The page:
A small collection of 25 books from the library of John Buchan (1875-1940), first baron Tweedsmuir, which was presented to the Library in 1940 and contains his bookplates. All the items in the bequest relate to James Graham (1612-50), the first Marquis of Montrose, and to the history of Scotland after the declaration of the National Covenant and during the Civil War; the collection includes 13 Wing items (see p. 3). Montrose featured in several of Buchan’s books and lectures and was the subject of one of his earliest historical works, The Marquis of Montrose (1913), which was unfavourably criticized due to the author’s idealized portrayal of its subject (a revised biography, Montrose, was published in 1928). Two collections of manuscript material relating to John Buchan, were successively presented and deposited by his son, the second baron Tweedsmuir, in 1977 and 1985.
Typescript inventories of the manuscripts.
TYNINGHAME HOUSE LIBRARY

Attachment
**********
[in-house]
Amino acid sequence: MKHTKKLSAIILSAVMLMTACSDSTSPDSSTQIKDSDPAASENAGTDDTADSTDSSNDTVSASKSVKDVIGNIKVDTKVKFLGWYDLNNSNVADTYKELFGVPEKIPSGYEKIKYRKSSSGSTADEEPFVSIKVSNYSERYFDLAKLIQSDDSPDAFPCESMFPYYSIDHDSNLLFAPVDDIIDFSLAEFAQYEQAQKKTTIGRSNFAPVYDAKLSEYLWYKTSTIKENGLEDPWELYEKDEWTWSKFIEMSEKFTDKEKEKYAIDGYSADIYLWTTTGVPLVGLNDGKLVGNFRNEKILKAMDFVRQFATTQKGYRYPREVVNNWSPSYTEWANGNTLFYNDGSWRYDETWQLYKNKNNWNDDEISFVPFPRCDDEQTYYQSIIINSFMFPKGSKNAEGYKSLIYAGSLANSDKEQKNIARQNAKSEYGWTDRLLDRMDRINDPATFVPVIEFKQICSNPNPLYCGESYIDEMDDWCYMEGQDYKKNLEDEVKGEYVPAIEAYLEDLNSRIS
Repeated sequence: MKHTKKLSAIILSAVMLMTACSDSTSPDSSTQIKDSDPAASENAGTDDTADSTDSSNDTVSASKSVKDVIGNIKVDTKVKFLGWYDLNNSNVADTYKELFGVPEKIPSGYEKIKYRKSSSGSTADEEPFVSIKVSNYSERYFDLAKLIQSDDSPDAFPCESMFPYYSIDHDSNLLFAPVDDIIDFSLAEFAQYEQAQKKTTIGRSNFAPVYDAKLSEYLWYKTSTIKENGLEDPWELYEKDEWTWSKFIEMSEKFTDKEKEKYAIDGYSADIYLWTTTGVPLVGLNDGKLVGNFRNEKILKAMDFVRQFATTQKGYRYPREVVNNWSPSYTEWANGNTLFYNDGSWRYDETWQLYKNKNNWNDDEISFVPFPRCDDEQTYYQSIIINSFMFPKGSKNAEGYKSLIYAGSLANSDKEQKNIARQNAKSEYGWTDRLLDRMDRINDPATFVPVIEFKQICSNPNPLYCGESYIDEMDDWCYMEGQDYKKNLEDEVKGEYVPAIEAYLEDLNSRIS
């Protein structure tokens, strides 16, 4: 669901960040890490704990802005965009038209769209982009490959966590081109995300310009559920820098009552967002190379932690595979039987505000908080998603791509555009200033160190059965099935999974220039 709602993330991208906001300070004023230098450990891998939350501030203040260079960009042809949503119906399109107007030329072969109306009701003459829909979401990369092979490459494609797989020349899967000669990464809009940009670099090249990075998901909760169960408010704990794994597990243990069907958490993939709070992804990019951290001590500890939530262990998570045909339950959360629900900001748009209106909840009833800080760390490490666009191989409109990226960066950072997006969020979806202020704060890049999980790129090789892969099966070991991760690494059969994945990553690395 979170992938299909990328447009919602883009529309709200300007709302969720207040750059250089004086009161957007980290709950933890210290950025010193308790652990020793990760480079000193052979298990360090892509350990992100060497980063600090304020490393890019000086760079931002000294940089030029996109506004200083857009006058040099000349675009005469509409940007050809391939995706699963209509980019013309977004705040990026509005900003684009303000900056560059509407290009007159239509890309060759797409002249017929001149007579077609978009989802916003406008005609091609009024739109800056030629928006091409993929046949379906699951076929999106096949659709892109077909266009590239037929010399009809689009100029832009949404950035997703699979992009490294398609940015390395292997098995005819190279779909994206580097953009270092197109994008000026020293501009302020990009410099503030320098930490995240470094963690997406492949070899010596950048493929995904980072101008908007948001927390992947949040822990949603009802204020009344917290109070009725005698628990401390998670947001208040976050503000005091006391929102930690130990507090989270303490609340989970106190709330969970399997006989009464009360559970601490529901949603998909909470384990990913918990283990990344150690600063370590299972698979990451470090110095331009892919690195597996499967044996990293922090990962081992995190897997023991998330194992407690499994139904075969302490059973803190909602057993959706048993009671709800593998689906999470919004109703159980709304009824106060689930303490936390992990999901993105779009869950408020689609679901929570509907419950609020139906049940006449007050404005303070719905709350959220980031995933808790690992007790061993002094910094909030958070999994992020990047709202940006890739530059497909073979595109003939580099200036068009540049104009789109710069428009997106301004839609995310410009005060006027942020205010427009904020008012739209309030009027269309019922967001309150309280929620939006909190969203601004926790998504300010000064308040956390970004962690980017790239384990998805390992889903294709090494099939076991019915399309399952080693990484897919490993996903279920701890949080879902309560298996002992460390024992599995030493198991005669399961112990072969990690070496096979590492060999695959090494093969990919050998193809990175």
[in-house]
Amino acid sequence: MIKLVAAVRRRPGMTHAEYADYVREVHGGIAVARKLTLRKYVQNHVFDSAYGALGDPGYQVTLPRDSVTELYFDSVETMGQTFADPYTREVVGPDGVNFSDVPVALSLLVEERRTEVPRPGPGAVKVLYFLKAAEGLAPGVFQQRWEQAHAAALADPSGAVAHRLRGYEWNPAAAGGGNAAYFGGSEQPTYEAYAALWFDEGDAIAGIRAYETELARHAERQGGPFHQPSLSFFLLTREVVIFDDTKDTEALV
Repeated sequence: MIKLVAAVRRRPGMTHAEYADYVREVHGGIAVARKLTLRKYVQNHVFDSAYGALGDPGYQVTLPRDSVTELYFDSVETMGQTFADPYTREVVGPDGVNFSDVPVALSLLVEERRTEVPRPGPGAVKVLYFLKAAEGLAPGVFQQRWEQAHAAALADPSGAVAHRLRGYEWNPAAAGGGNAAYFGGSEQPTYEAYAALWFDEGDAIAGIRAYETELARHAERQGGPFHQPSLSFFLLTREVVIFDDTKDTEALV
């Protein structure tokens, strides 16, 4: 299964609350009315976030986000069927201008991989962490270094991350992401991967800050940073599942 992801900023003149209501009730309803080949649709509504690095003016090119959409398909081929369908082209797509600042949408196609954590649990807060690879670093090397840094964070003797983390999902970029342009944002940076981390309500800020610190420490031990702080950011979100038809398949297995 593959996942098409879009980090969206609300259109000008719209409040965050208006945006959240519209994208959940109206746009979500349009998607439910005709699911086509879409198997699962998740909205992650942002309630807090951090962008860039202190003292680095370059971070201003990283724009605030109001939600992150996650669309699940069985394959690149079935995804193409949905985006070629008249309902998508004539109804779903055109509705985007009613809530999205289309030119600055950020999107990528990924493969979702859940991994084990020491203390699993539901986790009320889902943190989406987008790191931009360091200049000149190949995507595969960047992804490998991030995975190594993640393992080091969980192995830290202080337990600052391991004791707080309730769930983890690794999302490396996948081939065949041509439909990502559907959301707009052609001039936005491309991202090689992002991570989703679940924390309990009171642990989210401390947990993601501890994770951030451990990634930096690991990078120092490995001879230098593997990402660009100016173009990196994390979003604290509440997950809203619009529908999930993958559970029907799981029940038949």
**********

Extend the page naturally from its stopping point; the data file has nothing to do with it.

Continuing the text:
A selection of books from the library at Tyninghame House purchased in 1987, before it was dispersed at auction. The core of the collection consists of 345 volumes believed to have belonged to the lawyer and politician Thomas Hamilton (1563-1637), 1st Earl of Haddington, known as ‘Tam o’ the Cowgate’ by his friend King James VI. A collector of books throughout his career, he signed them with the form of name and title he bore at the time of acquiring them. However, research on these books since they came to the Library suggests that some of the volumes signed ‘M[agister] T Hamilton’ may have belonged to his father, another Thomas, who had also been a student at Paris. The first Earl acquired books in French, Latin, English and Italian, mainly on history, politics and political theory, law, literature, but also some courtesy books and other more practical works on subjects such as medicine and agriculture. The remainder of the collection comprises 11 works owned by the 2nd Earl (1600-40), and 41 works acquired at later dates. Among the latter are four illustrated books which came from the library of George Lauder of the Bass, and several fine Scottish bindings, including Tasso’s Gierusalemme Liberata, (Glasgow, 1763), bound by James Scott of Edinburgh.
B.P. Hillyard, ‘Books for the National Library from Tyninghame House’, Scottish Book Collector, 6 (June/July 1988), 26-7. ----, “Durkan & Ross’ and Beyond’, in A.A. MacDonald, M. Lynch and I.B. Cowan (editors), The Renaissance in Scotland, Leiden, 1994, 369-384.